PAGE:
Netanyahu Says Congress Speech Needed to Warn Against Iran Deal

Benjamin Netanyahu, Israel's prime minister, left, looks on as U.S. President Barack Obama speaks in the Oval Office of the White House in Washington, D.C., U.S., on Monday, March 3, 2014.

Photographer: Andrew Harrer/Bloomberg

Israeli Prime Minister Benjamin Netanyahu said he will go “everywhere I’m invited” to warn against a nuclear deal with Iran, as criticism mounted over his planned speech on the negotiations to the U.S. Congress.

“As prime minister of Israel, I am obligated to make every effort to prevent Iran from achieving nuclear weapons that would be aimed at Israel,” Netanyahu said at the weekly cabinet meeting in Jerusalem today. “This effort is worldwide and I will go anywhere I am invited in order to enunciate the State of Israel’s position and in order to defend its future and its existence,” he said according to an e-mailed statement from his office.

Netanyahu accepted House Speaker John Boehner’s invitation to address a joint session of Congress on March 3, in a move that wasn’t coordinated with President Barack Obama’s administration. Critics say the measure is meant to undercut Obama’s efforts to negotiate a deal with the Iranians and will hurt Israel by damaging ties with the White House. They also say the speech will give the prime minister an unfair boost before Israel’s March 17 elections.

“This is a poke in the eye” of the Obama administration, “and ultimately a blow to Israel,” said lawmaker Shelly Yachimovich of the opposition Labor party. “In exchange for giving a campaign speech, Netanyahu is prepared to hurt our relationship with the U.S.,” Yachimovich said today on Israel Radio.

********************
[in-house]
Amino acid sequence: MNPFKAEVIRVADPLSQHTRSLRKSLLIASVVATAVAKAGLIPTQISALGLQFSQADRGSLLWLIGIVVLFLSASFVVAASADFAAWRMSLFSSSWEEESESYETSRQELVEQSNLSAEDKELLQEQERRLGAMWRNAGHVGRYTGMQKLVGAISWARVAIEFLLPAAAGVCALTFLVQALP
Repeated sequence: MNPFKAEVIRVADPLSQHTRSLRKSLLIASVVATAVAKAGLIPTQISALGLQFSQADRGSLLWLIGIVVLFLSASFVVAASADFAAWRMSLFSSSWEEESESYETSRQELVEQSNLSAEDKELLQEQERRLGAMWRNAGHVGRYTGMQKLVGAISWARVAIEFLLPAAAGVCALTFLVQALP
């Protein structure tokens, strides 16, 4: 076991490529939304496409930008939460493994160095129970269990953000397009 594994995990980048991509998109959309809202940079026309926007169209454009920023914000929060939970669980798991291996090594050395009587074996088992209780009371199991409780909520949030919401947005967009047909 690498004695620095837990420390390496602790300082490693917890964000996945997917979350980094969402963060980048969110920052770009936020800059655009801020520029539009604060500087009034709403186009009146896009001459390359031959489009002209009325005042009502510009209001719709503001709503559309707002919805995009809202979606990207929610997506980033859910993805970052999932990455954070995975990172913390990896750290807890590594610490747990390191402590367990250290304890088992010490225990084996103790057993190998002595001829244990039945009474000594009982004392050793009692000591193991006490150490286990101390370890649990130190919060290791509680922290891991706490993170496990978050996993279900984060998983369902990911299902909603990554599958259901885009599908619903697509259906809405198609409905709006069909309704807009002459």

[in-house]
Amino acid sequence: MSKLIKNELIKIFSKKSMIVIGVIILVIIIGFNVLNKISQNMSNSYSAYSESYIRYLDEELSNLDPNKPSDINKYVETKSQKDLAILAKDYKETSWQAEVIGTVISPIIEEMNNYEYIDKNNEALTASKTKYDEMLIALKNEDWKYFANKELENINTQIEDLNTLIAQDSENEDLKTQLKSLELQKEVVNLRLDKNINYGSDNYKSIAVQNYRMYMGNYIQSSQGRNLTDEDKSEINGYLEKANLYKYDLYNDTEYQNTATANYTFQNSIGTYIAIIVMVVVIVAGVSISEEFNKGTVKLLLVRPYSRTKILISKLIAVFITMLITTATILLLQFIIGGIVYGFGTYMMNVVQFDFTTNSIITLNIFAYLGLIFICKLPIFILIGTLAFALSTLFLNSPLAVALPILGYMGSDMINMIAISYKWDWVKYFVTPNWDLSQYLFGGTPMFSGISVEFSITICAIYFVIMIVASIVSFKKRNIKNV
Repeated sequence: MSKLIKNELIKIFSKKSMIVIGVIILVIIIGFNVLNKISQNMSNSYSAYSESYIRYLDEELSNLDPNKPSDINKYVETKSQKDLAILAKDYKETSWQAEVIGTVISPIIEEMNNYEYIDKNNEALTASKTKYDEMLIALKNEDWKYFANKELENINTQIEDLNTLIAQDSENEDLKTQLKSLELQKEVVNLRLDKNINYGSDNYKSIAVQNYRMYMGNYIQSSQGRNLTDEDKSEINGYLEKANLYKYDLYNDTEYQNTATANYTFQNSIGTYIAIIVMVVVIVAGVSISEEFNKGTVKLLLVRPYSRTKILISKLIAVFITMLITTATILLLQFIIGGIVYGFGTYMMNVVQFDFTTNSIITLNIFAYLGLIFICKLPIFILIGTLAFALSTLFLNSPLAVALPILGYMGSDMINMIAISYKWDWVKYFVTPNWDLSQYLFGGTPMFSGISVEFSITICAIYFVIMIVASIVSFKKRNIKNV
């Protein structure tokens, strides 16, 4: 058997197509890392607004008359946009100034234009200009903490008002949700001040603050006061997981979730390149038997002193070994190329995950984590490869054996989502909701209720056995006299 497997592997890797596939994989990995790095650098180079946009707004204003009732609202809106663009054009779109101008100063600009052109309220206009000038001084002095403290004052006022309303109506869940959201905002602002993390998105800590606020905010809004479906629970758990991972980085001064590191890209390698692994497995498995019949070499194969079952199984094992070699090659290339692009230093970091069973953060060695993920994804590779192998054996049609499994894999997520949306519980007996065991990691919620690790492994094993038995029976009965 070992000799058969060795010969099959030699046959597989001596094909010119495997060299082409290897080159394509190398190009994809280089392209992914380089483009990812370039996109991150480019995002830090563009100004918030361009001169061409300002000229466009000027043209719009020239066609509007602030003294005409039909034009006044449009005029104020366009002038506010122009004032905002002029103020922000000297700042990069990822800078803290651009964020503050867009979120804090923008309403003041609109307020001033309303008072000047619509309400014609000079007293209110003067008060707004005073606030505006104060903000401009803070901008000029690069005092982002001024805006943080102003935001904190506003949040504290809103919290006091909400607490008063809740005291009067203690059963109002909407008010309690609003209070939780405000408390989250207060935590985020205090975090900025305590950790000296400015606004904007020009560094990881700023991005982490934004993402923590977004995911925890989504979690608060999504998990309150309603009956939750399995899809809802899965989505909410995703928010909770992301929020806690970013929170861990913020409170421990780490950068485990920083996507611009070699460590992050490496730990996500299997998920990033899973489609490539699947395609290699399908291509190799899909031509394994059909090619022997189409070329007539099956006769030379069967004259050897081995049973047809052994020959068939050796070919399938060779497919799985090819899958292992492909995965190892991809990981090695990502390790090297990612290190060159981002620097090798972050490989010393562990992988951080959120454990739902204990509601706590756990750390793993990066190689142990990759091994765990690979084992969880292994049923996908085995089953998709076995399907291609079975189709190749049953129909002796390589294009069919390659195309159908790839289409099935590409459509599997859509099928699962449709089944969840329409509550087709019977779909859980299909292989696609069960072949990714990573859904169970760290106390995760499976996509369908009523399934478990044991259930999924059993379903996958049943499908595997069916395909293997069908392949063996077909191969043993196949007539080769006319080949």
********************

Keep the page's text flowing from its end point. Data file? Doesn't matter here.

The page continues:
Republicans and some Democrats in Congress seek new economic and diplomatic sanctions on the government in Tehran, a move that could kill any nuclear deal. Obama said in his State of the Union address that he would veto any proposed legislation that increases sanctions. Netanyahu backs tougher penalties.

Sanctions were imposed to deter Iran from developing nuclear weapons technology. Iran says its nuclear program is designed only for energy and medical uses, and other Middle Eastern nations say Israel harbors the region’s only atomic arsenal. Israel neither confirms nor denies possessing atomic weapons.

Netanyahu’s former ambassador to the U.S., Michael Oren, called on him to cancel his Congressional address.

“His behavior over the last few days created the impression that this is a cynical political move, and it could hurt our attempts to act against Iran,” said Oren, now campaigning for parliament on the list of the newly formed Kulanu party, in an interview Saturday on Channel 2 television.

Ties between Netanyahu and Obama have historically been strained over issues including peacemaking with the Palestinians and how to contain Iran’s nuclear program. Obama won’t meet Netanyahu when he comes to Washington to deliver his speech because it’s too close to the Israeli elections, the White House said.

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